For all my European posturing (for I am neither convincingly Estonian, convincingly Russian, nor convincingly Jewish) - there is that part of me, the part established in the first seven years of my life in the Evil Empire's Switzerland and the confusing, irrational mess of a society it turned into in the early 90s, that will remain Soviet. Hell, I even got to wear a school uniform for a few months in 1st grade!
And the reason I'm saying it is, I've been eating mandarins. English-speakers will know them as tangerines, but for the purpose of this discussion, they're mandarins. And I've been thinking that the Soviet legacy will finally die with the last person on Earth who subconsciously, inevitably equates the taste of mandarins with New Year's Eve.
It's an aspect of the economy of the Soviet Union: citrus, like most other fruits you couldn't grow locally on your allotment, was a rarity. Oranges were even more rare than mandarins, because there were more places in the SU where mandarins could be grown industrially. You couldn't go to a shop at any time of the year and buy some citrus. Such things were sold only occasionally, in batches.
People could get rarities through their jobs, though. The big corporations tried to instill loyalty in their workers by sending out raiding parties, scouring the warehouses and various shady connections for deliciousness. On major holidays, you would get a package from work, with things for your kids.*
And mandarins were one of those things: you'd get them in the packages, and you'd get them in the shops, just before New Year - the technically secular form of the pagan Winter Solstice and imperialist Christmas. Something exotic, and very un-wintery, to put on the celebratory table. Then you'd sit there, watch the Blue Flame show on TV (baby blue was the predominant color of Soviet New Year, for some reason) and wait for the coming of the Näärivana (or Father Frost, if you'd like) - a theatrical school student hired by the trade union that your parents belonged to.** You had to recite a poem for him before he'd give you your present.
The scarcity of the Soviet time, the deficit - which I never really felt in its worst form, because in the late 80s Estonia was a much better place to be than the rest of the Soviet Union - served to curb the consumeristic impulses, to an extent. Western tradition of Christmas involves a pile of stuff under the tree, lots and lots of presents. But for me, it's always been one gift; that one thing, which was usually not so much expensive as unattainable, that I could wait for and finally get, just past midnight. Then I'd go out with my father, and we'd set off the fireworks; actually fireworks are a much later thing, in the Soviet days it was bangers - cardboard tubes with a rope that you'd pull, and it would set off a small powder charge inside, spraying confetti all over, and maybe even a little present that you'd have to search for in the snow.
That said, at least there were a lot of holidays to get one present for. New Year's was the main one, but there were also two Christmases. The Catholic Christmas (as it was always referred to in Russian, despite Estonia being a Lutheran country - for what it's worth) was celebrated along with the rest of the country. This was the true pagan holiday, the Winter Solstice, a time of quiet joy with the family, irrespective of your religious affiliation. Then there was the Russian Christmas; the Orthodox church still used the Julian calendar, where everything was offset by two weeks compared to the official Gregorian one, so Christmas fell on January 7th. And then there was the final triumph of holiday spirit over reason and logic: Old New Year, celebrated on January 14th. All these were worth a present, though not all of the presents were equal. But it's the very fact of a present that counts.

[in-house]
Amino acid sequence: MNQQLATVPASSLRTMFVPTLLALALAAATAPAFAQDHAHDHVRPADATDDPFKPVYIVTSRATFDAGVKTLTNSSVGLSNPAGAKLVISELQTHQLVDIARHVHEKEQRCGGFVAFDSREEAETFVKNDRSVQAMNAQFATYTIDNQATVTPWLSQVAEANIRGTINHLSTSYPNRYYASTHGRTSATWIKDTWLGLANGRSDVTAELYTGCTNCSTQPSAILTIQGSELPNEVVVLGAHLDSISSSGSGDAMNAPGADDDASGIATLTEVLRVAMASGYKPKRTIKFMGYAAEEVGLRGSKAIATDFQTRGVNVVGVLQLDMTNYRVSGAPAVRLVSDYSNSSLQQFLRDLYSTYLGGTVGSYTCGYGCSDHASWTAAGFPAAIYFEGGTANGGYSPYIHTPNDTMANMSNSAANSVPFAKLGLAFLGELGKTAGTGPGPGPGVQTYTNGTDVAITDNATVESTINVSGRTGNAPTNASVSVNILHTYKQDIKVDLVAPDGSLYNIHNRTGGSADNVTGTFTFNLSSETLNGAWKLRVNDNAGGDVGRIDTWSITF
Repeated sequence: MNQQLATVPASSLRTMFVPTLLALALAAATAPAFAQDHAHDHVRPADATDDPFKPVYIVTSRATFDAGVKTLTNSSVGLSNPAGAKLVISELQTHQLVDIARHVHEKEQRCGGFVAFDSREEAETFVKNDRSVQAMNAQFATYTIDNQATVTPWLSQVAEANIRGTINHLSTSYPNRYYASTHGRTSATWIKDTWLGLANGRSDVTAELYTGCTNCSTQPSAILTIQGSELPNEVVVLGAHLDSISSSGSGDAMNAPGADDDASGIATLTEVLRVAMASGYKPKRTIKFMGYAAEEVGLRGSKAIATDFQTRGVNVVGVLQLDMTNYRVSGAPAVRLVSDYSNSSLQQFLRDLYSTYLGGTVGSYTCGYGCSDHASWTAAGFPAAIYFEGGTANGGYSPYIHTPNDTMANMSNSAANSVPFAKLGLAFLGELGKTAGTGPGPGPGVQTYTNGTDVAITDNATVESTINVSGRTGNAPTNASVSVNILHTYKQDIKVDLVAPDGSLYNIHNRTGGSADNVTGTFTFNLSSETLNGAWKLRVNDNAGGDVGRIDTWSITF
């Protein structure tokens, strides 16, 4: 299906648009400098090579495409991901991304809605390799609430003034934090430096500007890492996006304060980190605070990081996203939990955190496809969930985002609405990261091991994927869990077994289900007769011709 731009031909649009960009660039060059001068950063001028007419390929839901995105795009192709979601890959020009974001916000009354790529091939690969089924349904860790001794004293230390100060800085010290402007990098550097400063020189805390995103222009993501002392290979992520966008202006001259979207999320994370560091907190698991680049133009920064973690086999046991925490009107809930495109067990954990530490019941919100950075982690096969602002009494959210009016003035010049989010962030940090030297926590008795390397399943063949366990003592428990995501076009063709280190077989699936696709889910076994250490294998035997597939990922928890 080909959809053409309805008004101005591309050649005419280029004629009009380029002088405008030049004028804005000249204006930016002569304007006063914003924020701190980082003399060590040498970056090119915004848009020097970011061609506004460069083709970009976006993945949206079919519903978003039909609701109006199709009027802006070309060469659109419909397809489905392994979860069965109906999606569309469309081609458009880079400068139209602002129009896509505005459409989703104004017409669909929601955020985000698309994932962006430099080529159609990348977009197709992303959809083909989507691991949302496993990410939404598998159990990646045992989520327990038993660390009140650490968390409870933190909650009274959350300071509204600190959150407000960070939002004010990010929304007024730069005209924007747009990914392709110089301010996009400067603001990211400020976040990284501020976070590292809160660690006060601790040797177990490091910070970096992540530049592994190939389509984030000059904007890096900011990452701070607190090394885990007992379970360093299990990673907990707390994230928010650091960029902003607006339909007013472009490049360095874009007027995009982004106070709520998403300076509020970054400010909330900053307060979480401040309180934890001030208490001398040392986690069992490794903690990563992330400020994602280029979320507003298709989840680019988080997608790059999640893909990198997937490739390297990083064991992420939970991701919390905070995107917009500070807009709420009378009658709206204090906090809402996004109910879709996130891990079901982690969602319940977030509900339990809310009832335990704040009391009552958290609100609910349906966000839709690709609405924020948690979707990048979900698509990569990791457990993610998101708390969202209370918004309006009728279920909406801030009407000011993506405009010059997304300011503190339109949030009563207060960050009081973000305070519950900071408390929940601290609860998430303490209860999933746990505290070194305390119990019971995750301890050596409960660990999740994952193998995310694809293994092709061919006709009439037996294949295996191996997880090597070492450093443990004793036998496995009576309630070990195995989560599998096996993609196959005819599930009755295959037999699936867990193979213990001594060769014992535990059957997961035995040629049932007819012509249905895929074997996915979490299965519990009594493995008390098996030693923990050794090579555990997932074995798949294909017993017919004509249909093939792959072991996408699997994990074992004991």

All these holidays were so draining on the population, that they were referred to as simply "the New Year holidays". It was common knowledge that any business transactions, any negotiations or requests, had to be delayed until the end of January. During the New Year holidays, the Soviet Union just stopped.
*This is one of those improbably strong Soviet traditions that is still going on, in Nordic, Western Estonia after nearly two decades. My employer - big enough to actually be a faceless corporation - still distributes gift bags of Kalev candy to employees' children at Christmas time. Along with the informal celebration of March 8th as International Women's Day, and the fact that the Latvian border guards in Valga will still address you in Russian and not English, it's proof positive that the regular people are deep down both willing and able to let go of the insults and injuries of the past, and keep the positive bits.
**It was a lucrative, sought-after job. My former boss told me about his exploits as a Jõuluvana, doing some door-to-door promotions, long after the SU had burned in flames. It was the duty of nearly every head of family to offer him a shot of vodka, and he had no moral right to refuse.